The followers of Jesus came to think he had been raised because some of them (probably not all of them) had visions of him afterwards. Both Christian and non-Christian historians can agree that it was visions of Jesus that made some of Jesus’ followers convinced that he was no longer dead. Christians would say that the disciples had these visions because Jesus really appeared to them. Non-Christians would say that (several of ) the disciples had hallucinations. Hallucinations happen all the time. Especially of deceased loved ones (your grandmother who turns up in your bedroom) and of significant religious figures (the Blessed Virgin Mary, who appears regularly in extraordinarily well-documented events). Jesus was both a lost loved one and an important religious leader. As bereaved, heartbroken, and guilt-ridden followers, the disciples were prime candidates for such visionary experiences.

Once the disciples claimed Jesus was alive again but was (obviously) no longer here with them, they came to think that he had been taken up to heaven (where else could he be?). In ancient Greek, Roman, and Jewish thinking, a person exalted to the heavenly realm was divinized – himself made divine. That’s what the earliest Christians thought about Jesus. After that a set of evolutionary forces took over, in which the followers of Jesus began saying more and more exalted things about him – that he had been made the son of God at his resurrection; no, it was at his baptism; no, it was at his birth; no, it was before he came into the world; no – he had never been made the son of God, he had always been the Son of God; in fact, he had always been God; more than that, he had created the world; and yet more, he was an eternal being equal with God Almighty.

It’s a fascinating set of developments. It is highly important. And it matters not just for those who believe that the followers of Jesus got it right, but for anyone who cares about the factors that shaped the world we live in today.

Ehrman writes: “Both Christian and non-Christian historians can agree that it was visions of Jesus that made some of Jesus’ followers convinced that he was no longer dead. Christians would say that the disciples had these visions because Jesus really appeared to them.” (My responses are indented.)

Not quite: Christians would say that the disciples experienced not merely “visions,” but a fully embodied person. The Gospels go out of their way to portray that Jesus is a physical being, capable of eating and drinking, touching and being touched.

Why am I being picky? Because there are plenty of words to describe an immaterial “vision” of Jesus. These eyewitnesses didn’t use those words. They said that Jesus had been resurrected, which has a very specific, physical meaning within a Jewish context. And as I argued in my sermon on Sunday, nothing would tempt pious Jews such as the Twelve disciples, James the half-brother of Jesus, and the apostle Paul to apply the word “resurrection” to what they had experienced unless they were convinced that Jesus had appeared to them physically.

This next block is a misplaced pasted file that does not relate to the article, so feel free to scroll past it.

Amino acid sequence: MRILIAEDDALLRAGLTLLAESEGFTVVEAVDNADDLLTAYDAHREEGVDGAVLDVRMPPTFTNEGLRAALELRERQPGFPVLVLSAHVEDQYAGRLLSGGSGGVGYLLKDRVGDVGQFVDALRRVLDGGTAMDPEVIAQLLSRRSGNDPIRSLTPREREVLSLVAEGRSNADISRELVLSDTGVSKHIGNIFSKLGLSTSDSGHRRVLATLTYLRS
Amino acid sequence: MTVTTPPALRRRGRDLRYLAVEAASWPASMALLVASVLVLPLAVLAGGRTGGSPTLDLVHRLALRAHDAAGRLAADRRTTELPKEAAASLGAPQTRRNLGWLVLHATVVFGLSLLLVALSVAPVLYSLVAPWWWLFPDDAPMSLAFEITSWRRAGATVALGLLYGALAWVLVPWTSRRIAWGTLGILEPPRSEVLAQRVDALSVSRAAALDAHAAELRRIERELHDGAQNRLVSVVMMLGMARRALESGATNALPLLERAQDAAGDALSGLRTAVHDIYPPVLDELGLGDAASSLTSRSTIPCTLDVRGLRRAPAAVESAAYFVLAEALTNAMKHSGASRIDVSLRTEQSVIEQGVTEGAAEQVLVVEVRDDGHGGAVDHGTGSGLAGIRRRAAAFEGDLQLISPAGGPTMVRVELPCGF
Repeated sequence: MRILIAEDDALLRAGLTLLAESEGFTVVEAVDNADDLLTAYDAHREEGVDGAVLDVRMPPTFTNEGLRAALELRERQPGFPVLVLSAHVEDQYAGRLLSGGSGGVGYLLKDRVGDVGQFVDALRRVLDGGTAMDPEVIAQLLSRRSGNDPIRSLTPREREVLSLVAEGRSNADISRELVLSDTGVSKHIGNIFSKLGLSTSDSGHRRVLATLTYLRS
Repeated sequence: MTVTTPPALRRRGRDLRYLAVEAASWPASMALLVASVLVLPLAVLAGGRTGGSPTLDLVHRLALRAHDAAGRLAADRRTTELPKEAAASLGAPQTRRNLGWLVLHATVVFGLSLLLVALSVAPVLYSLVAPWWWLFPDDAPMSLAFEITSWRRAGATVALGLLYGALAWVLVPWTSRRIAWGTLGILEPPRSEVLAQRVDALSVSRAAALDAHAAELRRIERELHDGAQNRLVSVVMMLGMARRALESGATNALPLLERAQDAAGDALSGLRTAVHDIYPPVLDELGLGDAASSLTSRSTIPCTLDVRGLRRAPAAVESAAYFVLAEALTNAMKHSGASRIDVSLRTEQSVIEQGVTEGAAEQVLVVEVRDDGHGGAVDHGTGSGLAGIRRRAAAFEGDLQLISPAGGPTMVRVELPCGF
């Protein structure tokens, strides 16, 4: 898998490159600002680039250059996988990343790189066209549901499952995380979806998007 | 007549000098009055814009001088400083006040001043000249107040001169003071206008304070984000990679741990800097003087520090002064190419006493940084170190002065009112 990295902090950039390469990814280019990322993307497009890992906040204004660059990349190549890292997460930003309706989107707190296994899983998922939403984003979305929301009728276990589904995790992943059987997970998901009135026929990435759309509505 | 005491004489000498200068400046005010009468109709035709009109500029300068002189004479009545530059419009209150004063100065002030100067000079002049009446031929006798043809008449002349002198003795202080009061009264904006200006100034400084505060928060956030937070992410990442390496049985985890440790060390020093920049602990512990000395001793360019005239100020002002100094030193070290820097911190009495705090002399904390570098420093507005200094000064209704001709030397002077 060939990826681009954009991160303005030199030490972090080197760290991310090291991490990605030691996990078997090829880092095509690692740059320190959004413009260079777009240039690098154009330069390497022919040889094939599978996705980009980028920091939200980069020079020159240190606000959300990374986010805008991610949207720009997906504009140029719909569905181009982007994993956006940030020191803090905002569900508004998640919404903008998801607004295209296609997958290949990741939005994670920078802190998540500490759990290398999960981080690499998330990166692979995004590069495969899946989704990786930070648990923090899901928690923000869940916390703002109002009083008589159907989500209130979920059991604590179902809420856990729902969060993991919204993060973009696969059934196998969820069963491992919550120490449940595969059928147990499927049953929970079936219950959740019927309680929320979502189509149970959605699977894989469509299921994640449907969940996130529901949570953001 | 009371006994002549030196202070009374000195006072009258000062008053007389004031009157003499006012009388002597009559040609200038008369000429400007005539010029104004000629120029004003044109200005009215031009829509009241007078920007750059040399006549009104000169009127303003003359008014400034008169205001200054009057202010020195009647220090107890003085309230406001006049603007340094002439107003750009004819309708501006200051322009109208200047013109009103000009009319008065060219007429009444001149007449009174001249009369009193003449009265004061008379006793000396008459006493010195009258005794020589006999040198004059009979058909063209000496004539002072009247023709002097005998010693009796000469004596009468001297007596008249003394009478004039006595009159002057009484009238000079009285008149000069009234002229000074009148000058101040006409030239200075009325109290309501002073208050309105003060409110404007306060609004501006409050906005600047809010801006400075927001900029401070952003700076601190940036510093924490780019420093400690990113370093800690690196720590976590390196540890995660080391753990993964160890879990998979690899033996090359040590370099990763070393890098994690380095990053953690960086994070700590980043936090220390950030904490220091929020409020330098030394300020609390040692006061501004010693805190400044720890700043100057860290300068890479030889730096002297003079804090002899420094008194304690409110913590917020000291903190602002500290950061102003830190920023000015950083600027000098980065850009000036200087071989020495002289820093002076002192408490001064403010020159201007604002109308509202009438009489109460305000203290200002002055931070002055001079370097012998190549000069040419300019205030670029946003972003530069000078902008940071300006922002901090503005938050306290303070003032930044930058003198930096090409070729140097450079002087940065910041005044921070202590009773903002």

Also, as I said on Sunday, Jesus also appeared to groups of disciples, as one resurrection eyewitness, St. Paul, says in 1 Corinthians 15. People don’t experience hallucinations of the exact same thing at the same time. Paul could have been wrong, of course, but he does challenge skeptics to prove him wrong by saying that most of these “more than 500” eyewitnesses are still alive. He was convinced that there were hundreds of people who, like him, could back up his story. Was Paul mistaken? Did these hundreds of people not exist? Or were they also completely wrong about experiencing the resurrected Lord?

“Hallucinations happen all the time,” Ehrman writes. “Especially of deceased loved ones (your grandmother who turns up in your bedroom) and of significant religious figures (the Blessed Virgin Mary, who appears regularly in extraordinarily well-documented events).”

If hallucinations “happen all the time,” they probably happened “all the time” back in Jesus’ day, too. Yet people rarely claimed that these hallucinations meant their loved ones had returned from the dead. Isn’t it likely that before these apostles went around the Roman Empire suffering persecution, torture, and death, they would be convinced that Jesus’ resurrection was something very different from any old hallucination—which, as Ehrman says, happens all the time? They would also know the difference between a spiritual experience of the Lord versus the physical experience that they claimed.